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VIDEO UPDATE: Wire Fraud Phisher attempts to phish PhishMe, instead gets phished by PhishMe

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(VIDEO UPDATE LINK: Defending Against Phishing Attacks: Case Studies and Human Defenses by Jim Hansen
• A human centric method of defense
• Attack case studies & attacker technique analysis
• Proactive simulation methods: educating workforces & detecting / thwarting attacks) 

(^ say that title ten time fast)

Every year PhishMe Simulator sends millions of phishing emails to its 500+ enterprise customers’ employees worldwide. PhishMe is hands down the most robust and sophisticated phishing platform in existence. To say that we are a little obsessive about Phishing is a bit of an understatement. In fact, we are sitting on innovations in phishing that the bad guys have yet to figure out.

The difference in PhishMe emails versus the bad guys, is that ours are carefully crafted to deliver a memorable experience. Our experiences are masterfully designed to change human behavior to avoid phishing. So what happens when one of our own employees is on the receiving end of a wire fraud phish? Read on…

Yesterday our VP of Finance received an email that appeared to be from our CEO requesting a wire transfer:

wire phish
Figure 1 – Phishing email that appeared to be from our CEO requesting a wire transfer.


There were a number of oddities that stood out about this email, but there are a few interesting bits I want to call out. The attacker researched our company. He had the name of our CEO and our VP of Finance. He also correctly spoofed the CEO’s email address.

If the attacker is asking Sam to reply to a spoofed From: line, then the email will go back to Rohyt and not the attacker, right? Let’s examine the experience when we hit Reply:

Figure 2 – Notice the To: field changes when you hit reply.
To: Rohyt Belani <[email protected]>

Where did that come from?

(Before I continue, let’s take a moment to breath in the irony of this. Clearly, the attacker researched our company. Yet, in his research it didn’t register that phishing the undisputed heavy weight champion of phishing was probably going to end badly? And that we regularly burn malware campaigns on our blog? Seriously! What did this guy think would happen? How many times was this attacker dropped on his head as a child?)

Sam didn’t hit reply. Instead, he used PhishMe Reporter in Outlook to immediately report the scam, where our analysis platform Triage picked it up. Here is what Sam’s report looked like in Triage:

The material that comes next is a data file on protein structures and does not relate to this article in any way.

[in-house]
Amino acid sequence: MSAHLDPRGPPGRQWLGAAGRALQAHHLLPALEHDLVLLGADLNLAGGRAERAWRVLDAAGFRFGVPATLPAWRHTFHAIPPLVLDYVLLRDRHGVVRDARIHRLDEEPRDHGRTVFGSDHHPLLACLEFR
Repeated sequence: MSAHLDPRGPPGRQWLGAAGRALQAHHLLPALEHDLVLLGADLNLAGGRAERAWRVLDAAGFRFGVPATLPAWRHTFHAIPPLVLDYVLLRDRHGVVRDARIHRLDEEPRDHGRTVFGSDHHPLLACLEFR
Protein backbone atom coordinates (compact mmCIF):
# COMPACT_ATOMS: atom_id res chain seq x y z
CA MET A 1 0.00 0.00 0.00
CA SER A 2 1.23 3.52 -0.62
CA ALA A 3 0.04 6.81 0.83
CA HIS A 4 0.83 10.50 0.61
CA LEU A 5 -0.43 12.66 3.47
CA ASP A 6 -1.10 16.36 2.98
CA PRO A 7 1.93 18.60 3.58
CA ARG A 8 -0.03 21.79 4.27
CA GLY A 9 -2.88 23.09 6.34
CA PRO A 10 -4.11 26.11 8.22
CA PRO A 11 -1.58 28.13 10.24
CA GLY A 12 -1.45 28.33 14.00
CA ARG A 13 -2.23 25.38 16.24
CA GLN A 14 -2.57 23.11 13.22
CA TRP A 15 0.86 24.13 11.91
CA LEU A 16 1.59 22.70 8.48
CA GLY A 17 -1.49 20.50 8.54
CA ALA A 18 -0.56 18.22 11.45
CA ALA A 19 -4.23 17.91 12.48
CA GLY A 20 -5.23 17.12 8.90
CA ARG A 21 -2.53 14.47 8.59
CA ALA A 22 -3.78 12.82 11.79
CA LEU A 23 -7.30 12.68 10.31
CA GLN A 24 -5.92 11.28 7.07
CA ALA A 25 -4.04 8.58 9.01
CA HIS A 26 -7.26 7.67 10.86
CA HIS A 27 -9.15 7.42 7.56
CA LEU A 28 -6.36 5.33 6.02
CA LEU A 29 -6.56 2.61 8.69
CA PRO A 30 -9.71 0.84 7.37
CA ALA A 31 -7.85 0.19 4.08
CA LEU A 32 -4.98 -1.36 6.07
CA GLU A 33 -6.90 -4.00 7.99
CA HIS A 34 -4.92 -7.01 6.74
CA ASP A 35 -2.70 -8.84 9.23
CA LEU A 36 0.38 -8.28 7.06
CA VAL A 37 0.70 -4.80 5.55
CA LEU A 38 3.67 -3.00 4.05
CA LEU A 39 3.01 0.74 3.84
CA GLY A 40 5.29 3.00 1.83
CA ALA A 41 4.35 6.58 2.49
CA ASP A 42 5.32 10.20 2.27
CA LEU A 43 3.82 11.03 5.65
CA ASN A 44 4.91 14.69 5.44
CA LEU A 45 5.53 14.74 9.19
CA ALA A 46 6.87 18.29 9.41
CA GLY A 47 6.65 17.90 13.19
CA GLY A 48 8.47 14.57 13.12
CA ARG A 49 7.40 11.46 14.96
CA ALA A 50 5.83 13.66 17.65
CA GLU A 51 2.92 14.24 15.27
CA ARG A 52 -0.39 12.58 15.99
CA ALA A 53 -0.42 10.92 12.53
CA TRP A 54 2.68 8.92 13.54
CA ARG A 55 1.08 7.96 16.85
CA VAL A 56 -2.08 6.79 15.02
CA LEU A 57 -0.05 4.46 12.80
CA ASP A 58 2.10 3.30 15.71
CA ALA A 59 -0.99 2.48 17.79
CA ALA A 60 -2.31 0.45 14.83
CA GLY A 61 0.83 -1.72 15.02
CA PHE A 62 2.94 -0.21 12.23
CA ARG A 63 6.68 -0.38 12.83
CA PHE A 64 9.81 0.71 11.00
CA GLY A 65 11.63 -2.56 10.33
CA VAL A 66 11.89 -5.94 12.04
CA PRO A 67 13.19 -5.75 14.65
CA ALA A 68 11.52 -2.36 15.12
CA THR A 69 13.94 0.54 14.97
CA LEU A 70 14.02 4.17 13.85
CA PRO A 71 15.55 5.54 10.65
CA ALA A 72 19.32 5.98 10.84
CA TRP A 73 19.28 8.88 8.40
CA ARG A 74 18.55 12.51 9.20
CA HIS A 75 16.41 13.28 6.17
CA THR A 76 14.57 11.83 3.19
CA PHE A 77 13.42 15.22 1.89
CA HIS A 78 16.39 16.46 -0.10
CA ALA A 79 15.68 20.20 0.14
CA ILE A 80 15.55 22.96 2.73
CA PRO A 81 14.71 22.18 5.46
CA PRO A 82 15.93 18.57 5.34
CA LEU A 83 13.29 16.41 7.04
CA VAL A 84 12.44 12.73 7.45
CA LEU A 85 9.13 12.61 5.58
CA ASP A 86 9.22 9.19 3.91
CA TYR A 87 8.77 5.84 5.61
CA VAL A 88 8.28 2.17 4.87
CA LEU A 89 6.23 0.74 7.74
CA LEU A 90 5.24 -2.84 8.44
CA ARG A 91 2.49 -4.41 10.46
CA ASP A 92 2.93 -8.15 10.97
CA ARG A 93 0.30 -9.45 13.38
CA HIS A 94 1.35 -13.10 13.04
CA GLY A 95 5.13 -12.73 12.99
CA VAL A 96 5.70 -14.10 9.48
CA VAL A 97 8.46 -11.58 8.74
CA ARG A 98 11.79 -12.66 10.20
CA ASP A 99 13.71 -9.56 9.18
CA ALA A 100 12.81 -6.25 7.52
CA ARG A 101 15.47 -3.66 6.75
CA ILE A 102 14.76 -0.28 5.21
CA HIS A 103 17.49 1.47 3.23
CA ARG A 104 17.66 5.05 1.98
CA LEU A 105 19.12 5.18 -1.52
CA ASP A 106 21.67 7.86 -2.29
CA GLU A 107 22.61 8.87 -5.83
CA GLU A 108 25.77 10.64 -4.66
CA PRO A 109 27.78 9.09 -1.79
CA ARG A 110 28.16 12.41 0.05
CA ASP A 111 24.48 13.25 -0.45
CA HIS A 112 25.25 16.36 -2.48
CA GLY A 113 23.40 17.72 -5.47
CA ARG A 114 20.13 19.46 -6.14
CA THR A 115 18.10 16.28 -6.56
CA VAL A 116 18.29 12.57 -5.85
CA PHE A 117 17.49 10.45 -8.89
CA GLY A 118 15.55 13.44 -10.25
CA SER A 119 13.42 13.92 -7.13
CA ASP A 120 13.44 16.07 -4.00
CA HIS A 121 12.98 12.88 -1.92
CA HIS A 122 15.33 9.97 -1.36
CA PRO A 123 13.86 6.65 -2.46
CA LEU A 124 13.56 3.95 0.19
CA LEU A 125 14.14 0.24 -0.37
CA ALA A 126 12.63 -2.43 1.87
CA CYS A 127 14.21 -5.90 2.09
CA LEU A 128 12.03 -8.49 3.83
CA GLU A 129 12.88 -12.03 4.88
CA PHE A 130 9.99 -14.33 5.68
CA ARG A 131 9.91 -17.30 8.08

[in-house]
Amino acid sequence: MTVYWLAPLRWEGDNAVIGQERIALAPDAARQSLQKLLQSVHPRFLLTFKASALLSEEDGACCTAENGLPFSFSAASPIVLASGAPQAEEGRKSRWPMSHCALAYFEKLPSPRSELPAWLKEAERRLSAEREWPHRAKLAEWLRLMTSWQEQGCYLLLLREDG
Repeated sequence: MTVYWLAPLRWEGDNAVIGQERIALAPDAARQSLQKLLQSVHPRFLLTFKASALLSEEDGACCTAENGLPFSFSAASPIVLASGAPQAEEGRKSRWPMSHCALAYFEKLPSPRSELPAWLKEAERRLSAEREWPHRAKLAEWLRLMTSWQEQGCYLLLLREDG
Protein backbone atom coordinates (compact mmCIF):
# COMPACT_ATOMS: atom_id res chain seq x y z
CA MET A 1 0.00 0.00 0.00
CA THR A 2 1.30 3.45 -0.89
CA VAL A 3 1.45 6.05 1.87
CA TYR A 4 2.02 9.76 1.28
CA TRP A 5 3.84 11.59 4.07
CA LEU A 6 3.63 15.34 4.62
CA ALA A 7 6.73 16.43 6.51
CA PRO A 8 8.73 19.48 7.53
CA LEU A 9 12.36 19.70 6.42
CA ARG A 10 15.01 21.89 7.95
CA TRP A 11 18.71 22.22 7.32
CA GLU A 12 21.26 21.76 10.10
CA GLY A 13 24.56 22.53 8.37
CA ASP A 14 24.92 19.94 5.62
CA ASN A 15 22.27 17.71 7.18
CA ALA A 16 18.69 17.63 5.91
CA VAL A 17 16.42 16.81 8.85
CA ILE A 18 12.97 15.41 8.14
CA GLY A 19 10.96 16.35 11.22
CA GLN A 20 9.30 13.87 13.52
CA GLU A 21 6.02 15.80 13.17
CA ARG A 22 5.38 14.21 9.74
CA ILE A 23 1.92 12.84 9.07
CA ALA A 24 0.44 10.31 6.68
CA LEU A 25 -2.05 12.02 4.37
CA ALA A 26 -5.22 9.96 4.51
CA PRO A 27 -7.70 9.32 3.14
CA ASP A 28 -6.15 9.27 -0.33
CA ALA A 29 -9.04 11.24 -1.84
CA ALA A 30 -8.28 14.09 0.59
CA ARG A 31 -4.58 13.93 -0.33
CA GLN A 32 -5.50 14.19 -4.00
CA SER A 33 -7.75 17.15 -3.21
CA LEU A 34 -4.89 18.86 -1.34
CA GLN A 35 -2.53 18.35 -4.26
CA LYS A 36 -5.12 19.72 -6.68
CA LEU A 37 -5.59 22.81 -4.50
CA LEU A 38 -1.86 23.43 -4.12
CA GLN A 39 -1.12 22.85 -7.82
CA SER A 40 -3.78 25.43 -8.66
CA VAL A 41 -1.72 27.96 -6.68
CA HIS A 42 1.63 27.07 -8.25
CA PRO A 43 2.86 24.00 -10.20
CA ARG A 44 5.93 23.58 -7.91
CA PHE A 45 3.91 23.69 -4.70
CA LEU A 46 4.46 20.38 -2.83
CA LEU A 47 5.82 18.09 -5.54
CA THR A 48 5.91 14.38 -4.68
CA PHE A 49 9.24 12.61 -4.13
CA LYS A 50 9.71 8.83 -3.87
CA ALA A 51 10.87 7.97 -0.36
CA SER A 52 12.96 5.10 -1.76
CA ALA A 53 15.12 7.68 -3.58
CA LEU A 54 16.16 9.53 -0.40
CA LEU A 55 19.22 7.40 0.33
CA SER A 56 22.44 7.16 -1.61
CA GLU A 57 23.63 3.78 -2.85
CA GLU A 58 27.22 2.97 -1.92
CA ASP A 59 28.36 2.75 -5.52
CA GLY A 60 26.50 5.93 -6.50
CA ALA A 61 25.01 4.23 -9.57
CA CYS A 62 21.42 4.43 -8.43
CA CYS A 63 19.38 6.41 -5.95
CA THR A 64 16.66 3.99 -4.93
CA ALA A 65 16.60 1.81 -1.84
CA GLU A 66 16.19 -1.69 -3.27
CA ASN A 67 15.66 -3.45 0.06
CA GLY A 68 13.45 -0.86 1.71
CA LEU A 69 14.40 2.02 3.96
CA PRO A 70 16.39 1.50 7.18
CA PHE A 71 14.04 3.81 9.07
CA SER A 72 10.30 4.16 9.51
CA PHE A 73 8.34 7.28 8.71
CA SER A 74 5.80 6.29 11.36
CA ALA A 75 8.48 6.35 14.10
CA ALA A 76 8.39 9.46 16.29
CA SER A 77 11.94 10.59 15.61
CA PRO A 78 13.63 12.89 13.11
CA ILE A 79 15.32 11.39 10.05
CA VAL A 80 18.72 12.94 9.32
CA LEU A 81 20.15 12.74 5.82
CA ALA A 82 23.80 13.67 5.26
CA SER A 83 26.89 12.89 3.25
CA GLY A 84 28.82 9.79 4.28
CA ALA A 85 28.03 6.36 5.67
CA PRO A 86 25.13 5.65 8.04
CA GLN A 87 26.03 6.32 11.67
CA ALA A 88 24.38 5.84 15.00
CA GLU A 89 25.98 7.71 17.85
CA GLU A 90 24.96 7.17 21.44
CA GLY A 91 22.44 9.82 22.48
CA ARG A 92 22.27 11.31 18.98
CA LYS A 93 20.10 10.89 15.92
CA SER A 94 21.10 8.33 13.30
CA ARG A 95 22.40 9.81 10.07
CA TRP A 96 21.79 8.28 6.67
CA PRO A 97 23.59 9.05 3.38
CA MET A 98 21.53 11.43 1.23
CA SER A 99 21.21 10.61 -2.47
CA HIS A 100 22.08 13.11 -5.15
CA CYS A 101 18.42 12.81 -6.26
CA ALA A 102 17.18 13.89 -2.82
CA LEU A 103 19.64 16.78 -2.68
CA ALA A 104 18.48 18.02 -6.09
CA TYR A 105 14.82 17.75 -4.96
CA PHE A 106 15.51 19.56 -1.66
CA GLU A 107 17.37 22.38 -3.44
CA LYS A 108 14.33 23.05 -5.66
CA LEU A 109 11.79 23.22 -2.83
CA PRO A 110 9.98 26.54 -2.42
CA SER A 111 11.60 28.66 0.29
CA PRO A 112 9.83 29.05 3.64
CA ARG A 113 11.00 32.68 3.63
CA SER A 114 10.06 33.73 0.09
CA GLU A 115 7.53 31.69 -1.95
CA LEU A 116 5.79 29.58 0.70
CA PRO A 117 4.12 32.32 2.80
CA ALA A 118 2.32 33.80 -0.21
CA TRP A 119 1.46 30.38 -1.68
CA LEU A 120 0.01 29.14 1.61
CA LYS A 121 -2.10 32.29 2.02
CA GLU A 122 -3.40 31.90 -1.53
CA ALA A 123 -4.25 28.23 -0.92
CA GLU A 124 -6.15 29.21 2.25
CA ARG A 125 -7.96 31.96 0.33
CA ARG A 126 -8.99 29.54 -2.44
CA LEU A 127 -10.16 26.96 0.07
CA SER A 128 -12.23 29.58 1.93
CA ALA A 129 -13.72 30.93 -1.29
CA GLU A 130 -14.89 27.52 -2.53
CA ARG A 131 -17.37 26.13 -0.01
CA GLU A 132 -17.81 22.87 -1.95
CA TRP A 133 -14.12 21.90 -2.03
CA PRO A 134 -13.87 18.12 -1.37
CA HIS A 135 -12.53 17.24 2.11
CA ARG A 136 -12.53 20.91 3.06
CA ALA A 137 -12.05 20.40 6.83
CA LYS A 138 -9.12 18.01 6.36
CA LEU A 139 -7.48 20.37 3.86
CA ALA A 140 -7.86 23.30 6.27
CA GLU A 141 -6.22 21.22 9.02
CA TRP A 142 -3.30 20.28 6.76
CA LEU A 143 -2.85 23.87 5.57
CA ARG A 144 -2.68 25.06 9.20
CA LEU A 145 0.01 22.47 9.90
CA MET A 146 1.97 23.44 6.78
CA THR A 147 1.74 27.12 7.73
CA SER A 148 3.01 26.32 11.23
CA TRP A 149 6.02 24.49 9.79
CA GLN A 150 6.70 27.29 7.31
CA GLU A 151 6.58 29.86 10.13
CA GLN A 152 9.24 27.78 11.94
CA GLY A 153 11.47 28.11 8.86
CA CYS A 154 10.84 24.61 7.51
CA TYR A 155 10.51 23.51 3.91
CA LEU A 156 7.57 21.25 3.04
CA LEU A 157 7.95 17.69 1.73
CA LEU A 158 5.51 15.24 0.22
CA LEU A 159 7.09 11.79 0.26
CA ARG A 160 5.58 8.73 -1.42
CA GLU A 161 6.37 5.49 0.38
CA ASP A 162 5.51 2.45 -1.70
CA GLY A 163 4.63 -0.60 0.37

Figure 3 – Sam reported the suspicious email where it’s now displayed in Triage for the IR team to investigate.

If we cruise on over to the Headers Tab in Triage, we can see how the attacker pulls off spoofing the From: line of rohyt.belani_at_phishme (dot) com, yet is still able to capture a reply by inserting a Reply-To: header:

Reply-To: Rohyt Belani <[email protected]>

The attacker wants a reply, and a reply he shall receive! We have two goals. One to capture the receiving banking details so we can notify law enforcement, and second, to determine if we are dealing with a human or an automated script.   Sam sends an email back to attacker – “Rohyt” asking Dave to process the wire. (Dave’s title is on LinkedIn. Seriously attacker, do you think our Director of Incident Response sends wires?…)

Figure 4 – Our response to the Attacker introducing Dave.

Goal 1 achieved. We get a response back that has the banking details, so we move on with our test to determine if we are dealing with a human or bot, by asking for clarification on currency type:


Cha-Ching! Confirmation we have a human on the other end of our scam:

Figure x - The attacker replies to our question about currency.
Figure 6 – The attacker replies to our question about currency.

At this point we could have left well enough alone. If only we had a platform to send a phishing email to the attacker that we could use to extract his IP address. Oh wait! We do! (again the irony…) So we fire up PhishMe Simulator and build a phish to send the attacker. First, we create a phishing link that looks official:

Building our own phishing link to send to the attacker
Figure 7 – Building our own phishing link to send to the attacker

Then, we craft a phishing email and send it to the attacker “Rohyt” to confirm the wire.

Email sent to attacker.
Figure 8 – Phishing email PhishMe sent to the attacker.

Forgive our total lack of surprise at this point, when the attacker clicks our Phishing link and we extract his Host and IP address information:

After the attacker clicked our phish, we had his IP address.
Figure 9 – The attacker’s exit IP address.

The attacker took our bait and clicked our phishing link exposing his exit IP address in the UK, which we immediately forwarded to law enforcement.


We may never know why this fraudster thought phishing the authority on all-things-phishing was going to be successful, but unfortunately for many others, these wire fraud phishing emails are wildly successful. On August 27, 2015 the FBI put out a Public Service Announcement about Business Email Compromise, which specifically warns about this very scam detailed in this blog post.

Previously covered by Brian Krebs, it’s estimated that over $1.2 billion has been lost due to similar phishing emails.

  • Intrusion Prevention Systems did not stop this attack.
  • Application White Listing did not stop this attack.
  • Two-Factor Authentication did not stop this attack.
  • Sandbox technology did not stop this attack.
  • Next-Generation endpoint protection did not stop this attack.
  • URL-Rewriting did not stop this attack.
  • Big-Data-Machine-Learning-Hadoop-Clusters did not stop this attack.

Samuel Hahn – VP of Finance, conditioned to recognize phishing emails through PhishMe Simulator and armed with Reporter, stopped this attack.




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